Endangered ecosystems: a review of the conservation status of tropical Asian rivers

Abstract

Tropical Asian rivers are characterized by their flow seasonality. One (sometimes two) peaks in discharge cause temporary declines in phytoplankton, zooplankton and zoobenthos biomass, but lead to inundation of river floodplains and significant land-water interactions. Fishes undertake lateral or longitudinal breeding migrations within the river system during the flood season, which is marked also by intensive feeding upon allochthonous inputs.

Among the diverse human influences upon tropical Asian rivers, three threats stand out. Firstly, degradation of drainage basins (particularly through deforestation and overgrazing) leads to increased suspended sediment loads and extensive flooding. Excessive floodplain siltation alters habitats causing species decline or disappearance. The second threat — river regulation and control — has been practised widely in the region for centuries but, with the planned development of massive projects on the Yangtze and Mekong Rivers, the potential for environmental damage has increased. Flow regulation reduces flood-season peaks, changing the magnitude and extent of floodplain inundation and land-water interactions. Fish breeding migrations may be disrupted, because dams block migration routes or changed flow regimes fail to stimulate reproduction. River pollution is pervasive throughout the region, and constitutes the third threat. Untreated sewage is a particular problem in densely-populated areas, and pollution by industrial effluents and mining wastes is becoming more important. The effects of pollution in tropical Asian rivers are essentially the same as those recorded in north-temperate regions. However, biological understanding has yet to be matched by an ability to halt or limit river degradation.

Together, the three threats have led to declines and range constrictions of aquatic animals and those terrestrial species associated with riparian corridors and floodplains. River dolphins and certain crocodilians are particularly threatened, but declines in species of waterfowl, floodplain deer, a host of fishes, macrophytes, and invertebrates have been documented. Reversing the trend is difficult as pollution, flow regulation, and drainage-basin degradation have non-additive detrimental effects on river ecosystems, and enhance the success of exotic invasive species. Moreover, our ability to predict the outcome of man-made changes is hampered by a lack of knowledge of species' life histories and a paucity of data on the trophic basis of production. Despite a lack of detailed information, conservation of tropical Asian rivers will be effected only if limnologists move beyond the bailiwick of science. Ecologically viable management strategies for tropical Asian rivers will succeed only if the socioeconomic context of development plans is taken into account. A failure to rise this challenge will result in the further degradation of these endangered ecosystems.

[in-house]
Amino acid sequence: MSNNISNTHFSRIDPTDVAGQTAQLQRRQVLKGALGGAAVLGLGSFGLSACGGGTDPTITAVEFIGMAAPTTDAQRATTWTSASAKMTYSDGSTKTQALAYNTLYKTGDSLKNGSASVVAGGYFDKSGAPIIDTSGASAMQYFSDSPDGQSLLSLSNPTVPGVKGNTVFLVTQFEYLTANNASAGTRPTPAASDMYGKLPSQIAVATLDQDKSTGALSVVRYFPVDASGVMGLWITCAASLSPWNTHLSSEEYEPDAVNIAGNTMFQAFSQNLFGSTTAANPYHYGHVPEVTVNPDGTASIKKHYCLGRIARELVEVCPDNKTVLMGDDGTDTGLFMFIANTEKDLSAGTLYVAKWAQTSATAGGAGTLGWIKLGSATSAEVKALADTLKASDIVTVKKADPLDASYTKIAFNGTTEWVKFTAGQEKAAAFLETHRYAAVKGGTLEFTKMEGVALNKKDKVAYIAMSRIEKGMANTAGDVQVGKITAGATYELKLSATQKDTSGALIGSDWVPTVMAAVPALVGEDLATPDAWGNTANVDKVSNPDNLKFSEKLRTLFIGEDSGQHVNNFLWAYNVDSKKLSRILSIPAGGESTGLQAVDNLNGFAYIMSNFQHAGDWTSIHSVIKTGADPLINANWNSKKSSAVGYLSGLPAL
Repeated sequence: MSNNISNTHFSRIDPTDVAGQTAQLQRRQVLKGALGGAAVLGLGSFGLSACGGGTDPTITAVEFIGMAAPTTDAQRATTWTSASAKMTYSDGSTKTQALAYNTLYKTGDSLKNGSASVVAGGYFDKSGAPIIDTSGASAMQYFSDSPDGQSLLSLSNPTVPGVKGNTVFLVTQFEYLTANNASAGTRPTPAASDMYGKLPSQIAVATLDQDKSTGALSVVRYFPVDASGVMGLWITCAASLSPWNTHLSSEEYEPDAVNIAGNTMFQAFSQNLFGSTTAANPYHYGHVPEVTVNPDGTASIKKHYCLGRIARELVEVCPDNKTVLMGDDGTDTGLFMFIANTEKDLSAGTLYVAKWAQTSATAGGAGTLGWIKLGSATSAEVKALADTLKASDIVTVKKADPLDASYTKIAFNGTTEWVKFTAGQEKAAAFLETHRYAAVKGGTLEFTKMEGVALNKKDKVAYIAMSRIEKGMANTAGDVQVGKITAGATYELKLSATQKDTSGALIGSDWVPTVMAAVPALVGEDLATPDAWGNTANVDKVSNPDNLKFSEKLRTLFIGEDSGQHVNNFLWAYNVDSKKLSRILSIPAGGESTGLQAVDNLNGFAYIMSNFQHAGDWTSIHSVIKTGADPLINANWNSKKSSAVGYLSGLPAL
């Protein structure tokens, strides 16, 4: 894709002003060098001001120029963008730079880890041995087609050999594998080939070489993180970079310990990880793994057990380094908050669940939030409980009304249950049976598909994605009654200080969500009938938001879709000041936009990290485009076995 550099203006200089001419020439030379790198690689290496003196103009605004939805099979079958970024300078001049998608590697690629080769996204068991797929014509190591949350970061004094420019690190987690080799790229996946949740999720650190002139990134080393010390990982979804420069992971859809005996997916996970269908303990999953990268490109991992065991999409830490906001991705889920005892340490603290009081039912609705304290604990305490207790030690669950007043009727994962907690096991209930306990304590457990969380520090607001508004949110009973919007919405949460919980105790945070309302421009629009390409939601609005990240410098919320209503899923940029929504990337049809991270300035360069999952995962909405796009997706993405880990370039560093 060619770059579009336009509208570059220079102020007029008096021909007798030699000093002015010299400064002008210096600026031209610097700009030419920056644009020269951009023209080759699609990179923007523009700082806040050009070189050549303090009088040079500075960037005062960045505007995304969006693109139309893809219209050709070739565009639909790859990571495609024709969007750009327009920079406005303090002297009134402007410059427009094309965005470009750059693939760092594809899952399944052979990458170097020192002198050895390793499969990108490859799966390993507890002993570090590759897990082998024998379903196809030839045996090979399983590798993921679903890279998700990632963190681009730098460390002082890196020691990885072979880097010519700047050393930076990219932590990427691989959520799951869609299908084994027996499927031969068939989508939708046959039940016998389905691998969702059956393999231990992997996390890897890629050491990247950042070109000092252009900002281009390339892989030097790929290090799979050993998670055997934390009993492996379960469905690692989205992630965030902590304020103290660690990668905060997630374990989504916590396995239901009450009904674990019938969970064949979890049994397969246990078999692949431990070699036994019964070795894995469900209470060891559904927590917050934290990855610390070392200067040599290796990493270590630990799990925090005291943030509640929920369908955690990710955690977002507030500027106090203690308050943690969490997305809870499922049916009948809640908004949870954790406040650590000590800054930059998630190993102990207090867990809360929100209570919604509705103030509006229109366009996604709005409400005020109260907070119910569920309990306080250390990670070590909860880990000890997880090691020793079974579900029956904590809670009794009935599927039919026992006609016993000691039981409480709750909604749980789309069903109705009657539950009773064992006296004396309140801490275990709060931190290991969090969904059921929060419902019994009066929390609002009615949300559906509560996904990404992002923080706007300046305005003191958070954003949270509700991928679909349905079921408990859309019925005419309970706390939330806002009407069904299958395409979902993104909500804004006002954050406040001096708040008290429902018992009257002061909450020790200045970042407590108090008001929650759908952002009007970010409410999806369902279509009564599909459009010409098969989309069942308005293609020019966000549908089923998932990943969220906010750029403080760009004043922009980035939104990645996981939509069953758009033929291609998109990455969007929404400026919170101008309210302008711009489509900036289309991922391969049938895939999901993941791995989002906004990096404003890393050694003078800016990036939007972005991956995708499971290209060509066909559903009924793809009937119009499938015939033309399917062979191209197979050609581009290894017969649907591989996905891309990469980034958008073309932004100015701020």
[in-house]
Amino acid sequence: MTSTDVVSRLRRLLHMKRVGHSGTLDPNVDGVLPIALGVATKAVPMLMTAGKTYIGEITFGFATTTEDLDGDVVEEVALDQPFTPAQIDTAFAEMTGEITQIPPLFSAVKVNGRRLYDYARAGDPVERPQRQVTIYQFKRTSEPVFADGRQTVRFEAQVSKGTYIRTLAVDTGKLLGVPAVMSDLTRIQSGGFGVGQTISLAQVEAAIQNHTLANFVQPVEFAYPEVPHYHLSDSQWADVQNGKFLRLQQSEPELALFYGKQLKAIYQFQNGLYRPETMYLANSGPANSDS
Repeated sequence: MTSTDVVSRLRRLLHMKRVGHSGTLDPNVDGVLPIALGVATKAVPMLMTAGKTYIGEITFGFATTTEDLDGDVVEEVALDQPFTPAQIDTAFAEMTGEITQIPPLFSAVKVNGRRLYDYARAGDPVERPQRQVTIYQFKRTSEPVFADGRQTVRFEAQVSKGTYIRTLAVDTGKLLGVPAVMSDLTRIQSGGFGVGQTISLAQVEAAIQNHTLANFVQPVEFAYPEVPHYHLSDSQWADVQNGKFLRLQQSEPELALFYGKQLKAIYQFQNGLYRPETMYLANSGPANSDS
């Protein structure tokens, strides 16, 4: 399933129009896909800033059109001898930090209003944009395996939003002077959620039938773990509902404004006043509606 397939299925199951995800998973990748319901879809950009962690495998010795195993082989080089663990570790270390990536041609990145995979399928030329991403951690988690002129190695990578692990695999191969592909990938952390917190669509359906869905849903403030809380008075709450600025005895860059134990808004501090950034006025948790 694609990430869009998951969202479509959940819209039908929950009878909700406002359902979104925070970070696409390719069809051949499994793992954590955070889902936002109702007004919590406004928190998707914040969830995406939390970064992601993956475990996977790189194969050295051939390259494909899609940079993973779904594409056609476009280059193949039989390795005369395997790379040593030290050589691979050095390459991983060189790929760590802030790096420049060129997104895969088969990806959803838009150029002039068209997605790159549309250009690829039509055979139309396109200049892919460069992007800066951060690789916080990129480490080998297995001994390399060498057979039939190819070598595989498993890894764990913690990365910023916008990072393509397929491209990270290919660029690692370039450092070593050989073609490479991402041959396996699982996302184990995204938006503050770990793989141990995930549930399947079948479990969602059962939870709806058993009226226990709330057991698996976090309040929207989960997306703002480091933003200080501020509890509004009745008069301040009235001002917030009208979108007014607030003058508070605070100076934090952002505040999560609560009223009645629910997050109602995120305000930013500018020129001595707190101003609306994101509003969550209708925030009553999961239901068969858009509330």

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Dudgeon, D. Endangered ecosystems: a review of the conservation status of tropical Asian rivers. Hydrobiologia 248, 167–191 (1992). https://doi.org/10.1007/BF00006146

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Key words

  • Asia
  • tropical
  • river
  • stream
  • floodplain
  • endangered species
  • conservation
  • ecosystem
  • pollution
  • habitat degradation
  • river regulation